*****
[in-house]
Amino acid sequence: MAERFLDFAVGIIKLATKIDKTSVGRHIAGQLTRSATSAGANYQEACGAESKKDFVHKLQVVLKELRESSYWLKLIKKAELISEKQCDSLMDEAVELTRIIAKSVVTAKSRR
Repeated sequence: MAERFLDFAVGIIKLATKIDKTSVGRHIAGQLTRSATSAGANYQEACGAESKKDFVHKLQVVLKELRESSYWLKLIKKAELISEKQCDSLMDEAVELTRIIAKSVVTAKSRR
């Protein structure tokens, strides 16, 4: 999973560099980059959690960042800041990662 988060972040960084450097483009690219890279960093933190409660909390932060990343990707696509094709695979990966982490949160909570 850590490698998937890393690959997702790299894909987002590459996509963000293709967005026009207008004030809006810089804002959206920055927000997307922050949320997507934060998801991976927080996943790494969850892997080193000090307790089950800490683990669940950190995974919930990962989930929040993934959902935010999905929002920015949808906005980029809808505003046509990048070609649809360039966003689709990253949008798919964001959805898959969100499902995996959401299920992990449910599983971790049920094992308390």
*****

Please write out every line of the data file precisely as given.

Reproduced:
[in-house]
Amino acid sequence: MAERFLDFAVGIIKLATKIDKTSVGRHIAGQLTRSATSAGANYQEACGAESKKDFVHKLQVVLKELRESSYWLKLIKKAELISEKQCDSLMDEAVELTRIIAKSVVTAKSRR
Repeated sequence: MAERFLDFAVGIIKLATKIDKTSVGRHIAGQLTRSATSAGANYQEACGAESKKDFVHKLQVVLKELRESSYWLKLIKKAELISEKQCDSLMDEAVELTRIIAKSVVTAKSRR
């Protein structure tokens, strides 16, 4: 999973560099980059959690960042800041990662 988060972040960084450097483009690219890279960093933190409660909390932060990343990707696509094709695979990966982490949160909570 850590490698998937890393690959997702790299894909987002590459996509963000293709967005026009207008004030809006810089804002959206920055927000997307922050949320997507934060998801991976927080996943790494969850892997080193000090307790089950800490683990669940950190995974919930990962989930929040993934959902935010999905929002920015949808906005980029809808505003046509990048070609649809360039966003689709990253949008798919964001959805898959969100499902995996959401299920992990449910599983971790049920094992308390």